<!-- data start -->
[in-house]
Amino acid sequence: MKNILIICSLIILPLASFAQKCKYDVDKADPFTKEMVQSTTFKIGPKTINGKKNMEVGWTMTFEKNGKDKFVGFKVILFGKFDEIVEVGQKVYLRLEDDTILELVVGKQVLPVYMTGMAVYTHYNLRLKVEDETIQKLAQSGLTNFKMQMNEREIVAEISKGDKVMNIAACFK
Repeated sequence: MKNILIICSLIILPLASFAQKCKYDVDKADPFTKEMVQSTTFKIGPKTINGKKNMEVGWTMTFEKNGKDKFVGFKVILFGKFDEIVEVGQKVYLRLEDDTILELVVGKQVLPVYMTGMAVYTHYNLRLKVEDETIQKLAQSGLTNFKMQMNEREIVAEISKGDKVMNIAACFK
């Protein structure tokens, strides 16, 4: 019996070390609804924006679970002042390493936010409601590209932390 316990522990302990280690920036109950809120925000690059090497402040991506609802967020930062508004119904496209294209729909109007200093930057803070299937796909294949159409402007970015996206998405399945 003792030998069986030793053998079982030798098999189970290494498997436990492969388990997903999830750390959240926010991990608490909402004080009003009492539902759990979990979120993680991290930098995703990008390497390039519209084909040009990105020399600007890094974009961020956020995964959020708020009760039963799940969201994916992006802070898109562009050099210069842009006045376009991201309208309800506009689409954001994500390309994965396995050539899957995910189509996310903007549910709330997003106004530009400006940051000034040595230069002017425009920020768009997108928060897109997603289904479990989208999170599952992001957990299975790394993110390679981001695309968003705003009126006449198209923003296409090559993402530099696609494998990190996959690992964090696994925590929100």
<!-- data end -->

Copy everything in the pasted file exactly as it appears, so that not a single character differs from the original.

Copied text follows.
[in-house]
Amino acid sequence: MKNILIICSLIILPLASFAQKCKYDVDKADPFTKEMVQSTTFKIGPKTINGKKNMEVGWTMTFEKNGKDKFVGFKVILFGKFDEIVEVGQKVYLRLEDDTILELVVGKQVLPVYMTGMAVYTHYNLRLKVEDETIQKLAQSGLTNFKMQMNEREIVAEISKGDKVMNIAACFK
Repeated sequence: MKNILIICSLIILPLASFAQKCKYDVDKADPFTKEMVQSTTFKIGPKTINGKKNMEVGWTMTFEKNGKDKFVGFKVILFGKFDEIVEVGQKVYLRLEDDTILELVVGKQVLPVYMTGMAVYTHYNLRLKVEDETIQKLAQSGLTNFKMQMNEREIVAEISKGDKVMNIAACFK
């Protein structure tokens, strides 16, 4: 019996070390609804924006679970002042390493936010409601590209932390 316990522990302990280690920036109950809120925000690059090497402040991506609802967020930062508004119904496209294209729909109007200093930057803070299937796909294949159409402007970015996206998405399945 003792030998069986030793053998079982030798098999189970290494498997436990492969388990997903999830750390959240926010991990608490909402004080009003009492539902759990979990979120993680991290930098995703990008390497390039519209084909040009990105020399600007890094974009961020956020995964959020708020009760039963799940969201994916992006802070898109562009050099210069842009006045376009991201309208309800506009689409954001994500390309994965396995050539899957995910189509996310903007549910709330997003106004530009400006940051000034040595230069002017425009920020768009997108928060897109997603289904479990989208999170599952992001957990299975790394993110390679981001695309968003705003009126006449198209923003296409090559993402530099696609494998990190996959690992964090696994925590929100």